Tantrums. Everybody told me they were coming – friends, parents, caregiving books. But as my son approached two without so much as a long whine, I breathed a sigh of relief and figured I had dodged that developmental mandate. On the morning of his second birthday, like clockwork, he had his first tantrum at gymnastics.
I turned to a book we’d bought a while ago – The Happiest Toddler on the Block, written by a pediatrician (Karp, 2008). Dr. Karp’s idea is that toddlers are little more than “cave people” trapped in human bodies (cavepeople here, I think, meaning pre-linguistic Neanderthals). They have frequent outbursts because they are frustrated and out of place. They are not sure how to manage their extreme emotions, or express themselves without command of complex language. This assumption takes for granted that ontogeny recapitulates phylogeny – or in other words, as Haeckal proposed with his embyronic studies, lifespan development follows the pattern of our species’ evolutionary change.
Are toddlers really like a different species, incapable at times of communicating with other humans? I believe this to be an intended overstatement of Dr. Karp, meant to illustrate a point to parents: your kids really aren’t fully developed – we see this all the time with mastery of gross and fine motor skills. All of these undeveloped skills can be traced back to an unlikely source: the size of the human pelvis.
Humans have a smaller pelvis than that of their closest relatives (Chimpanzees, Gorillas, Orangutans), an artifact of adopting a bipedal stance at least 4 million years ago. The restrictions imposed by the smaller pelvis of humans has long reaching effects. Human infants are born much more prematurely than those of our closest living relatives. These helpless infants are more akin to developing fetuses than infants – for example, they cannot cling to parents and they cannot breastfeed without assistance such as being positioned correctly. Further, childbirth is more of a chore for humans, and often requires assistance. In fact, some scholars have proposed that midwifery, and not prostitution, is the oldest “profession” (Rosenberg & Trevathan, 2003).
So what on earth has a small pelvis and underdeveloped brain to do with tantrums? One part of the brain that takes up to two decades to develop is the prefrontal cortex (Diamond, 2002), the part of the brain essential for decision-making, planning, and judgement. Another key cognitive function of the pre-frontal cortex is the ability to self-regulate (Berger, Kofman, Livneh & Henik, 2007). Around 18-30 months, children begin to delay gratification for small time periods (e.g. minutes) and follow directives such as for cleaning up; however, they are still not ably to plan or use rules to guide their behavior until preschool age. In terms of attention, a 3-year old will get quite focussed on one aspect of a task (e.g. when sorting cards based on color or shape and asked to say the color) without being able to redirect their attention to a new aspect when instructed (e.g. switch to shape). Between 3-5 years, there is a shift towards frontally mediated skills, such as inhibition, planning, and switching attention.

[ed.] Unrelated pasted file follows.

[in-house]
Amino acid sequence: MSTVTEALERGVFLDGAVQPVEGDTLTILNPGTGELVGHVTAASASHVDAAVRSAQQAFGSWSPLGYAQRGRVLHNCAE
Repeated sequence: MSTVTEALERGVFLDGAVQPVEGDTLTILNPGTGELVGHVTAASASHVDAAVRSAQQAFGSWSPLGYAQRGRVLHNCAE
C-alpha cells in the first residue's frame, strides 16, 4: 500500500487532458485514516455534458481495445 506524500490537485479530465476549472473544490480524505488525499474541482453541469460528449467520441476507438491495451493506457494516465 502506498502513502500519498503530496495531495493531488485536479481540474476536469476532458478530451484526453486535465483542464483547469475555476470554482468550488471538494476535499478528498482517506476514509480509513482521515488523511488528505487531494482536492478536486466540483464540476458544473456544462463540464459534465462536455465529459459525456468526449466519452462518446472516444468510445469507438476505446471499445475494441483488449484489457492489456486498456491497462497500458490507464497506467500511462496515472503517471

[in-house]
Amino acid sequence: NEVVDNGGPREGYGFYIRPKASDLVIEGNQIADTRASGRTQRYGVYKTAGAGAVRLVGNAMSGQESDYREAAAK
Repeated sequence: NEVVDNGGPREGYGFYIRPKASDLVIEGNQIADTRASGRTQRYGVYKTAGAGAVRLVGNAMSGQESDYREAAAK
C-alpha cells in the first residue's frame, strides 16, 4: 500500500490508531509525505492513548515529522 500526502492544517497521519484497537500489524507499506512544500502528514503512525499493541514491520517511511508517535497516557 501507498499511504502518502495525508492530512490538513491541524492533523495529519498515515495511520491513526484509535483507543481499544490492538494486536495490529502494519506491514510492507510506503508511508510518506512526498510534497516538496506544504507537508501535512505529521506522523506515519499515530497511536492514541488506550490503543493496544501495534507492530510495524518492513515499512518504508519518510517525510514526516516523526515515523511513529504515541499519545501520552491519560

While other features of brain development are involved in why a young child has a hard time managing frustration, the pre-frontal lobes are a pretty good place to start one’s investigation, rather than comparing a child to another species. Just as men aren’t from Mars, and women aren’t from Venus, children aren’t cavepeople locked in a linguistically capable brain and body. Kids need to flex those skills for attention, planning, inhibition, and following instructions to fully develop the cognitive capacity to master such essential skills towards regulating one’s emotions and avoiding tantrums. And understanding key features of our evolution and development provide quite refreshing answers to everyday plagues, such as tantrums.
Which leads to my next post, in which I’ll get around to my own research on whining. Bad habit? Primitive brains? Or a common element shared by us all – regardless of age or gender?
If you have an explanation for tantrums that you’d like to share, please leave a comment!
Berger, A., Kofman, O., Livneh, U., & Henik, A. (2007). Multidisciplinary perspectives on attention and the development of self-regulation. Progress in Neurobiology, 82, 256-286.
Diamond, A. (2002). Normal development of prefrontal cortex from birth to young adulthood: Cognitive functions, anatomy, and biochemistry. In D. T. Stuss & R. T. Knight (Eds.) Principles of frontal lobe function (pp. 466-503). New York: Oxford University Press.
Karp, H. (2008). The Happiest toddler on the block: How to eliminate tantrums and raise a patient, respectful, and cooperative one- to four-year-old (revised edition). New York: Bantam.
Rosenberg, K., & Trevathan, W. (2003). Birth, obstetrics and human evolution. BJOG: An International Journal of Obstetrics and Gynaecology 109(11), 1119-1206. DOI: 10.1046/j.1471-0528.2002.00010.x